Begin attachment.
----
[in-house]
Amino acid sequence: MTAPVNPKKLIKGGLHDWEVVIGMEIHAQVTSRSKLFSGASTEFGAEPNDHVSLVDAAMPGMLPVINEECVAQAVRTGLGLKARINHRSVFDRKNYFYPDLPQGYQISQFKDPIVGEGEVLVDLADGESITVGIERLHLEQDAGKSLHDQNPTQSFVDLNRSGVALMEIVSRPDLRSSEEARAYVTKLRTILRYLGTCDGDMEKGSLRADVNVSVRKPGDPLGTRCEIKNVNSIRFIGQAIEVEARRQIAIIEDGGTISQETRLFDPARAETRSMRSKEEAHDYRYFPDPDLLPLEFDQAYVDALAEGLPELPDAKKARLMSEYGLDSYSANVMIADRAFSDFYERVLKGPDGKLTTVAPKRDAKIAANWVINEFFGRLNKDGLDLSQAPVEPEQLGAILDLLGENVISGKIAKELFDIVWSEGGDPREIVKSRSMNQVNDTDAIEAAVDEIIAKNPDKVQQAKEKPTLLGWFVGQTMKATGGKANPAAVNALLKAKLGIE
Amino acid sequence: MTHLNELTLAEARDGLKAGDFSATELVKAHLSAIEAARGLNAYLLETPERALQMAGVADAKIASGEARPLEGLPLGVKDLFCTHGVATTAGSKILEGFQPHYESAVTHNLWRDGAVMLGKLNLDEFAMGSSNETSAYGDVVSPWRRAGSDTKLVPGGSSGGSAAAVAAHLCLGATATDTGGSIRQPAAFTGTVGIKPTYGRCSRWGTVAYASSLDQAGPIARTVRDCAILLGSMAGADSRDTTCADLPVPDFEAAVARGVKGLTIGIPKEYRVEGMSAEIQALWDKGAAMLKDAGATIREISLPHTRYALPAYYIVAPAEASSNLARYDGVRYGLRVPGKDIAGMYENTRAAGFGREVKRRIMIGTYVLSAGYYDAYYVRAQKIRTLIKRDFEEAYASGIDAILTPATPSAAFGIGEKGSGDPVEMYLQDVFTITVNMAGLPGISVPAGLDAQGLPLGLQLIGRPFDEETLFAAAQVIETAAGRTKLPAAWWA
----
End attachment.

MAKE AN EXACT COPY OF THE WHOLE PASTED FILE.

[in-house]
Amino acid sequence: MTAPVNPKKLIKGGLHDWEVVIGMEIHAQVTSRSKLFSGASTEFGAEPNDHVSLVDAAMPGMLPVINEECVAQAVRTGLGLKARINHRSVFDRKNYFYPDLPQGYQISQFKDPIVGEGEVLVDLADGESITVGIERLHLEQDAGKSLHDQNPTQSFVDLNRSGVALMEIVSRPDLRSSEEARAYVTKLRTILRYLGTCDGDMEKGSLRADVNVSVRKPGDPLGTRCEIKNVNSIRFIGQAIEVEARRQIAIIEDGGTISQETRLFDPARAETRSMRSKEEAHDYRYFPDPDLLPLEFDQAYVDALAEGLPELPDAKKARLMSEYGLDSYSANVMIADRAFSDFYERVLKGPDGKLTTVAPKRDAKIAANWVINEFFGRLNKDGLDLSQAPVEPEQLGAILDLLGENVISGKIAKELFDIVWSEGGDPREIVKSRSMNQVNDTDAIEAAVDEIIAKNPDKVQQAKEKPTLLGWFVGQTMKATGGKANPAAVNALLKAKLGIE
Amino acid sequence: MTHLNELTLAEARDGLKAGDFSATELVKAHLSAIEAARGLNAYLLETPERALQMAGVADAKIASGEARPLEGLPLGVKDLFCTHGVATTAGSKILEGFQPHYESAVTHNLWRDGAVMLGKLNLDEFAMGSSNETSAYGDVVSPWRRAGSDTKLVPGGSSGGSAAAVAAHLCLGATATDTGGSIRQPAAFTGTVGIKPTYGRCSRWGTVAYASSLDQAGPIARTVRDCAILLGSMAGADSRDTTCADLPVPDFEAAVARGVKGLTIGIPKEYRVEGMSAEIQALWDKGAAMLKDAGATIREISLPHTRYALPAYYIVAPAEASSNLARYDGVRYGLRVPGKDIAGMYENTRAAGFGREVKRRIMIGTYVLSAGYYDAYYVRAQKIRTLIKRDFEEAYASGIDAILTPATPSAAFGIGEKGSGDPVEMYLQDVFTITVNMAGLPGISVPAGLDAQGLPLGLQLIGRPFDEETLFAAAQVIETAAGRTKLPAAWWA